Thread Starter

USarepo

Joined Sep 19, 2021
8
It’s funny that you immediately brought up buck converters inside because I’d deleted a whole section where I questioned whether they use either resistance to step down or voltage regulators (but, wasn’t sure if you knew) and then went on to ask - if it was a step down with a voltage regulator inside, wouldn’t I need a minimum higher voltage than the 5v output in order to have the usb device work? I played it safe because I wasn’t sure exactly what circuitry they used inside and was hoping you’d see where I wasn’t sure. That and the fact that I have had those fail on me quickly in the past was my reasoning. But, if I do need a minimum voltage and can’t tell what minimum voltage I need without tearing the charger apart, would it just be a matter of trial and error stepping down with whatever buck converter I choose until I step down to a voltage that works with the charger? Would you happen to know off the top of your head what minimum voltage I might need to make one of those chargers work? I’m also not opposed to creating a pcb with a USB port to eliminate the manufactured charger so I can just go from buck converter to usb charging port. I know the circuit would probably be more complicated than that but, I’m just fishing for ideas here.

I don't follow your reasoning. The USB chargers that take 12V input should be using buck regulators. No credible designer would use a voltage divider to provide 5V @ 2A from a 12V source.

If the commercial device used a linear regulator, that would have an efficiency penalty. It's more likely that they used a switching regulator so they don't have to worry about power dissipation. A linear regulator would dissipate 15W and that would require a heat sink and, possibly, an external pass transistor.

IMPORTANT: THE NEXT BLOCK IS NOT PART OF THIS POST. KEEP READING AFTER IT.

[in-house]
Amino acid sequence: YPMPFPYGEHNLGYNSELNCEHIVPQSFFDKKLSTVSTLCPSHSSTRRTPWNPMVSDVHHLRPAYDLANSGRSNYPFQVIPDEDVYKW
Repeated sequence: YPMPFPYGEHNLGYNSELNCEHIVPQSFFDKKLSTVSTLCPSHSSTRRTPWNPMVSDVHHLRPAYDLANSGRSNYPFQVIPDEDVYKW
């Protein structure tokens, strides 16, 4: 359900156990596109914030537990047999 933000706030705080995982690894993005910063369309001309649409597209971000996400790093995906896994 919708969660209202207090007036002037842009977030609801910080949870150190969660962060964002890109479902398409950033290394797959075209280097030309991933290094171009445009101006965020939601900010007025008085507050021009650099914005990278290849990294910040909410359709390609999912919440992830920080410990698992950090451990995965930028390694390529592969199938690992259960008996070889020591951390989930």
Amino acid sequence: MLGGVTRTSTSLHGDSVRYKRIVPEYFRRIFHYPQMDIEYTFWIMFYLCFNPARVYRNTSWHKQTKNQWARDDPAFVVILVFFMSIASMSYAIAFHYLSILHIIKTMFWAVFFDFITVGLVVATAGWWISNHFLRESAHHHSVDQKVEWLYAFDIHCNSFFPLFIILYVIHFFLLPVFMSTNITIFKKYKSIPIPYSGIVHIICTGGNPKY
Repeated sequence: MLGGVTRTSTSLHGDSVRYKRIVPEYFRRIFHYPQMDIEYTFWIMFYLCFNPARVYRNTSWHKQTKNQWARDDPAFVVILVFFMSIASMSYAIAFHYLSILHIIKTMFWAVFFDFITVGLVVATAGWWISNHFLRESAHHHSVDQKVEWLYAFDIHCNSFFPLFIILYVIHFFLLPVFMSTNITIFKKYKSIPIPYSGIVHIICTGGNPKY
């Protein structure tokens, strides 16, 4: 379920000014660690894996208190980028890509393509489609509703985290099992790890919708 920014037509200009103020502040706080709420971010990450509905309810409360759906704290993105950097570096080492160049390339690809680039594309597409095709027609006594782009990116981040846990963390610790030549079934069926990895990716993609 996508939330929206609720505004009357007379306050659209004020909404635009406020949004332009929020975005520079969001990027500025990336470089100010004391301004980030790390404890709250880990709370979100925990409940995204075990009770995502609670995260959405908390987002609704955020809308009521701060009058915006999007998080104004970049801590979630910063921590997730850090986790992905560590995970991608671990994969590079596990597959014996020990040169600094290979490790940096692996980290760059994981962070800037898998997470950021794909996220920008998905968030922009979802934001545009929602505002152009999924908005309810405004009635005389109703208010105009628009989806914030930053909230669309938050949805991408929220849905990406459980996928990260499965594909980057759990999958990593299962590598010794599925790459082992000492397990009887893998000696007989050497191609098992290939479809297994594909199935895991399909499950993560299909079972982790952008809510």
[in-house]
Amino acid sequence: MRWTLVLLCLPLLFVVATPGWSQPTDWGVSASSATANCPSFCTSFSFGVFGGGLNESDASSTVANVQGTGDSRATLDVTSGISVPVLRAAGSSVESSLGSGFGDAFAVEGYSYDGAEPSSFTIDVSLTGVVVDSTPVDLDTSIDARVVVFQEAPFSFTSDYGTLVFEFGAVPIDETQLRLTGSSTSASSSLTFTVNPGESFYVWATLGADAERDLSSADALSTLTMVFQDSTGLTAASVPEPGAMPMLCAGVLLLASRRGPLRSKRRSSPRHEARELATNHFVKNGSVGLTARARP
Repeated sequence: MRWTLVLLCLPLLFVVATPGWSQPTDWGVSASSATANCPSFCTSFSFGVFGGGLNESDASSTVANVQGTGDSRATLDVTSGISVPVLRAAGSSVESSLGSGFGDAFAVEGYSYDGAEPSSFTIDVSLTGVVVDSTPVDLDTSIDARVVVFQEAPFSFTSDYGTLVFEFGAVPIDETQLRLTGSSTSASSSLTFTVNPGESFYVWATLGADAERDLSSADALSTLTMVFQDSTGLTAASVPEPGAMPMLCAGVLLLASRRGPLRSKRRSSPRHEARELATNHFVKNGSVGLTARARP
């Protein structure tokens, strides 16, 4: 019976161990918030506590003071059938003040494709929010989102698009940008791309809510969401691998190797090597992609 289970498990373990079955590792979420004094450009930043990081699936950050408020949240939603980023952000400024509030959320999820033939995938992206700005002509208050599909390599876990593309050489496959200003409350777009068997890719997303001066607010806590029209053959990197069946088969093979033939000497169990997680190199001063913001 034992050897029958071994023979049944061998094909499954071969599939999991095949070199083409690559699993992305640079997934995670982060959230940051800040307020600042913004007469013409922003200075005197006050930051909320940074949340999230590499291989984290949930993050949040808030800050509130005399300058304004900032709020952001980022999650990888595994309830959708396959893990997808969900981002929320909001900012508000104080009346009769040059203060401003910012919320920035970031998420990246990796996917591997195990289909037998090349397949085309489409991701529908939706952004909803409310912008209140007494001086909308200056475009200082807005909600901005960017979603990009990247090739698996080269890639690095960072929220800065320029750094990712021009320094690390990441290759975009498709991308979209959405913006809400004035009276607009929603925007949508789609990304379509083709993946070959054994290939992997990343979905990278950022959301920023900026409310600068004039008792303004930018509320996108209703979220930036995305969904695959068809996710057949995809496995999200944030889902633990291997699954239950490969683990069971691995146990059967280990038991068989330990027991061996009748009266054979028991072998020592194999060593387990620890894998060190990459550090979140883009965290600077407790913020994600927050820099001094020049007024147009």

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Thread Starter

USarepo

Joined Sep 19, 2021
8
Maybe the circuit inside doesn’t need a minimum voltage? I don’t know. Like I said, I’m open to figuring it out.
 

Irving

Joined Jan 30, 2016
2,173
However, I believe once the voltage passes into the discharge capacitor in the CDI whether it’s an AC or DC CDI, it’s direct current that gets shot into the ignition coil to the spark plug.
Yes, there would be a rectifier inside the CDI unit. The reason for powering with AC is, I suspect, is for timing. The magneto is coupled to the crankshaft so the polarity/phase of the AC would represent the position of the crank. On DC CDI there's a separate line from a pickup in the magneto housing.

Maybe the circuit inside doesn’t need a minimum voltage? I don’t know. Like I said, I’m open to figuring it out.
A buck converter from 12v to 5v will usually work down below 9v which is below minimum battery volts (typically around 10v @ fully discharged)
 

dl324

Joined Mar 30, 2015
13,277
But, if I do need a minimum voltage
Why do you need to know the minimum allowed input voltage? It will work over a range of voltages, but why do you care? Presumably you have a battery, which I'm assuming to be 12V. The battery voltage will vary between 10-12.6V (for lead acid); maybe higher if you have the USB charger attached while you're charging the battery. If you're not constantly charging the battery, you don't want to be using it to charge USB devices when it's low.
can’t tell what minimum voltage I need without tearing the charger apart, would it just be a matter of trial and error stepping down with whatever buck converter I choose until I step down to a voltage that works with the charger?